UCL Group E Halfway Report

Group E features Europa League winners Sevilla, tournament debutantes Krasnodar and Rennes, as well as Chelsea.

As It Stands


Chelsea 0-0 Sevilla; Rennes 1-1 Krasnodar

Krasnodar 0-4 Chelsea; Sevilla 1-0 Rennes

Sevilla 3-2 Krasnodar; Chelsea 3-0 Rennes

The story so far

The two group favorites met in the opening round, with Sevilla having the better of things in a 0-0 draw. Chelsea have comfortably won their other two games, while Sevilla have struggled, needing to come from 2 down to beat Krasnodar. Rennes and Krasnodar got their first ever Champions League goals in their opening games, a Guirassy penalty for Rennes opened their account, with Ramirez scoring for Krasnodar.

Who can get through tonight?

Simply but if Chelsea beat Rennes and Sevilla beat Krasnodar tonight both sides will go through. A Chelsea win and Sevilla draw would send Chelsea through, whereas a Sevilla win and a Chelsea draw would send Sevilla through. Krasnodar and Rennes both need at least a draw to stay alive, but realistically only a win would give them a chance of progression.


Krasnodar v Sevilla; Rennes v Chelsea

Krasnodar v Rennes; Sevilla v Chelsea

Chelsea v Krasnodar; Rennes v Sevilla


Team 25 Updated: A 26-Man Squad of Players who didn’t qualify for Euro 2020(1)

The 24 teams that will take part in Euro2020 (which yes, is taking place in 2021) have been decided. From ever presents such as France and Germany, to debutantes Finland and North Macedonia, it’s set to be an exciting tournament, that is if it goes ahead.

But what if there was a team 25? What if we had a wildcard squad made of the best of the rest? We’ve picked a 23-man squad from the 31 nations who will not be at the Euros. We have only picked players who are still active for their international side at the time of writing. We tried to spread the selections over multiple countries, some based on quality, some based on tactically building the squad. Here’s our ragtag group of footballers who in another world could try claim Euro glory.


We have added an additional 3 players as the teams that qualified are allowed to bring 26 players to the Euros.

2326-Man Squad


Going with the mandatory 3 goalkeepers. Numbered 1, 12, 23, as they should be, none of this 13/22 stuff.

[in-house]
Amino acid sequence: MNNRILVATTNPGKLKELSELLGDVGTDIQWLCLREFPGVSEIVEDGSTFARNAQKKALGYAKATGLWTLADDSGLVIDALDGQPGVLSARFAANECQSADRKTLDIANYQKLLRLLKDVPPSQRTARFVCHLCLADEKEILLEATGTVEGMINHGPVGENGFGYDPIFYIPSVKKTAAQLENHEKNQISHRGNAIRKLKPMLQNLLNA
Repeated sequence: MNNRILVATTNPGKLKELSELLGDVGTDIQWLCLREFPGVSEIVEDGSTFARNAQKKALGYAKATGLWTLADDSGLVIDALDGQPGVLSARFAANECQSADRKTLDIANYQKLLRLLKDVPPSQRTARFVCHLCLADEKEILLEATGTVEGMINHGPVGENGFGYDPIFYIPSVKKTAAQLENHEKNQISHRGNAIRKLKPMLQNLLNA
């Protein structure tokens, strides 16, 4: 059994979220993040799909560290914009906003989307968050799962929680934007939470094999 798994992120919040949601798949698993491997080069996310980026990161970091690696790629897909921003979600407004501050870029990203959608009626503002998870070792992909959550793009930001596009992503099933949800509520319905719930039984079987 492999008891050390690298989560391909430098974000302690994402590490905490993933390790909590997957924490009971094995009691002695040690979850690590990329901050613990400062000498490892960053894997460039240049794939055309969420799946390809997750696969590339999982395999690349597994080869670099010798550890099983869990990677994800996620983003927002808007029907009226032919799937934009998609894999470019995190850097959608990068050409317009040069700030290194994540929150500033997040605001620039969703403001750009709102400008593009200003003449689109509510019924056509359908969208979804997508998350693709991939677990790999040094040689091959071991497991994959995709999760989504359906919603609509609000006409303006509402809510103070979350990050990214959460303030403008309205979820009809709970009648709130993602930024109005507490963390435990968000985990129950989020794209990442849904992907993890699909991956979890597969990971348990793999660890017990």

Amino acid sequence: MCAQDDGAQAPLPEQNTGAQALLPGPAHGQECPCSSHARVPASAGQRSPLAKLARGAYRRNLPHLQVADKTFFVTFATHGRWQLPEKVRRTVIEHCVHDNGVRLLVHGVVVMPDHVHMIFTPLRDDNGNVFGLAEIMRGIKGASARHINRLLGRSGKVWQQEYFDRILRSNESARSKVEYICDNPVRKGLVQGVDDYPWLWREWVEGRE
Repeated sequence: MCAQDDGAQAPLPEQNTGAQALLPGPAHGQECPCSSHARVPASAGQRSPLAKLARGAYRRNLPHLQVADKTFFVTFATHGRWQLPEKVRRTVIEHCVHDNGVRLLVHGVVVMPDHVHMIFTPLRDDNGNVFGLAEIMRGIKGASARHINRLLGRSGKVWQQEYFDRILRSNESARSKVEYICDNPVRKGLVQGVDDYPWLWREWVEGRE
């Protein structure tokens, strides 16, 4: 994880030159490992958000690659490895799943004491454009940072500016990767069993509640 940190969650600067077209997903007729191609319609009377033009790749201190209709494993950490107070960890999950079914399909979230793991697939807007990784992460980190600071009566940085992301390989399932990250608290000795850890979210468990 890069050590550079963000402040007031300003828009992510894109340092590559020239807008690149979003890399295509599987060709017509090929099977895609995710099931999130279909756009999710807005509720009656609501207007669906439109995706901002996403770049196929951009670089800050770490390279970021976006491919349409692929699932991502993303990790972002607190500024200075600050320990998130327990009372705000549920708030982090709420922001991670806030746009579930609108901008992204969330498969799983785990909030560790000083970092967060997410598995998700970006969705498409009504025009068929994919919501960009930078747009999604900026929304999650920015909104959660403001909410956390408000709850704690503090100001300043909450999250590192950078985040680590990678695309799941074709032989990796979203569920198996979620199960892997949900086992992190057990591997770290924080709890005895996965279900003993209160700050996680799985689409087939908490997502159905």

Jan Oblak (Slovenia)

The Slovenian captain first appeared for the senior side in 2012, two years after their appearance at the World Cup. It’s something of a crime that arguably the best goalkeeper in the World has never played in a major international competition. The Atleti keeper has great reflexes, is a master at reading play, and is an excellent shot stopper. He would make any of the 24 sides who are competing.

Thomas Strakosha (Albania)

Actually born in Greece, the Lazio keeper followed in his fathers footsteps and chose to mind the net for Albania. Named the best Young goalkeeper of the 2017-18 season, Strakosha saved a penalty in Lazio’s win over Juventus in October 2017, which helped inflict Juve’s first Serie A home defeat in over 2 years. Only 25 and standing at 193cm, the Albanian has been a key player in Lazio’s recent title challenge and would be a capable back up to Jan.

Darren Randolph (Republic of Ireland)

The first of a few Irish selections in what may be an act of familiarity bias. If the first choice goalkeeper is injured against Germany, we know who to call upon to keep a clean sheet. He provided the assist for Shane Long’s goal on that famous night in the Aviva, and has been Ireland’s number 1 since then. Despite not playing regularly for West Ham, Randolph rarely makes a mistake for Ireland.


Get ready for strong representation from the Emerald Isle.

Stefan Savić (Montenegro)

Having flattered to deceive at Man City, Savić had a career resurgence at Atletico Madrid, where he became the first Montenegrin footballer to play in a men’s Champions League final this century. He’s a regular for Atleti, one of the sternest defenses in Europe.

Seamus Coleman (Republic of Ireland)